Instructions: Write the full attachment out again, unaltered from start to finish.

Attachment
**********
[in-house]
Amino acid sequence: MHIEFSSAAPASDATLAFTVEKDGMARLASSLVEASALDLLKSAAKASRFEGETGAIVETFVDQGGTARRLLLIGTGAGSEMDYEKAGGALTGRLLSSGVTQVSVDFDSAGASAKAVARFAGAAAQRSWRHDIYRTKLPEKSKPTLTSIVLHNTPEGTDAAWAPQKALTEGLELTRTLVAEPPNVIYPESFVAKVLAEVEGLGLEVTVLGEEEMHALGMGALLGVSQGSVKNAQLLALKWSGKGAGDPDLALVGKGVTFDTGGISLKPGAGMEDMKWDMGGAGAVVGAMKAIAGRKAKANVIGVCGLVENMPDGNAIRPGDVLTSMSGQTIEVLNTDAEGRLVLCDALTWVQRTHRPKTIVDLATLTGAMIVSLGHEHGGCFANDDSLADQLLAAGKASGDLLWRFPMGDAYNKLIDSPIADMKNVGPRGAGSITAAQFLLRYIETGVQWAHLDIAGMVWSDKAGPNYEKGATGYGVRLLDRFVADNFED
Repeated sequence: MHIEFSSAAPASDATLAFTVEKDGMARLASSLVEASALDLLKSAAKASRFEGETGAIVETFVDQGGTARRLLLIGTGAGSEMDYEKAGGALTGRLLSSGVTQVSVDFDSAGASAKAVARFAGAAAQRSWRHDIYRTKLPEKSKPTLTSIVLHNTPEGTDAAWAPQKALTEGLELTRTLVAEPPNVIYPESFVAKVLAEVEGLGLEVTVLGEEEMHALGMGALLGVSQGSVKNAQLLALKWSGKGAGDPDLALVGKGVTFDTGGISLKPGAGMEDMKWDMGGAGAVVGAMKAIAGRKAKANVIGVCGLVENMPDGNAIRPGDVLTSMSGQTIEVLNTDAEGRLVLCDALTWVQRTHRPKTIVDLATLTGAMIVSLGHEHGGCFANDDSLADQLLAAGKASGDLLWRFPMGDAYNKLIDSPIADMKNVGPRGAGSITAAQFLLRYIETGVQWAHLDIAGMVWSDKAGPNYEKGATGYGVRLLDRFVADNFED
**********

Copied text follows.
[in-house]
Amino acid sequence: MHIEFSSAAPASDATLAFTVEKDGMARLASSLVEASALDLLKSAAKASRFEGETGAIVETFVDQGGTARRLLLIGTGAGSEMDYEKAGGALTGRLLSSGVTQVSVDFDSAGASAKAVARFAGAAAQRSWRHDIYRTKLPEKSKPTLTSIVLHNTPEGTDAAWAPQKALTEGLELTRTLVAEPPNVIYPESFVAKVLAEVEGLGLEVTVLGEEEMHALGMGALLGVSQGSVKNAQLLALKWSGKGAGDPDLALVGKGVTFDTGGISLKPGAGMEDMKWDMGGAGAVVGAMKAIAGRKAKANVIGVCGLVENMPDGNAIRPGDVLTSMSGQTIEVLNTDAEGRLVLCDALTWVQRTHRPKTIVDLATLTGAMIVSLGHEHGGCFANDDSLADQLLAAGKASGDLLWRFPMGDAYNKLIDSPIADMKNVGPRGAGSITAAQFLLRYIETGVQWAHLDIAGMVWSDKAGPNYEKGATGYGVRLLDRFVADNFED
Repeated sequence: MHIEFSSAAPASDATLAFTVEKDGMARLASSLVEASALDLLKSAAKASRFEGETGAIVETFVDQGGTARRLLLIGTGAGSEMDYEKAGGALTGRLLSSGVTQVSVDFDSAGASAKAVARFAGAAAQRSWRHDIYRTKLPEKSKPTLTSIVLHNTPEGTDAAWAPQKALTEGLELTRTLVAEPPNVIYPESFVAKVLAEVEGLGLEVTVLGEEEMHALGMGALLGVSQGSVKNAQLLALKWSGKGAGDPDLALVGKGVTFDTGGISLKPGAGMEDMKWDMGGAGAVVGAMKAIAGRKAKANVIGVCGLVENMPDGNAIRPGDVLTSMSGQTIEVLNTDAEGRLVLCDALTWVQRTHRPKTIVDLATLTGAMIVSLGHEHGGCFANDDSLADQLLAAGKASGDLLWRFPMGDAYNKLIDSPIADMKNVGPRGAGSITAAQFLLRYIETGVQWAHLDIAGMVWSDKAGPNYEKGATGYGVRLLDRFVADNFED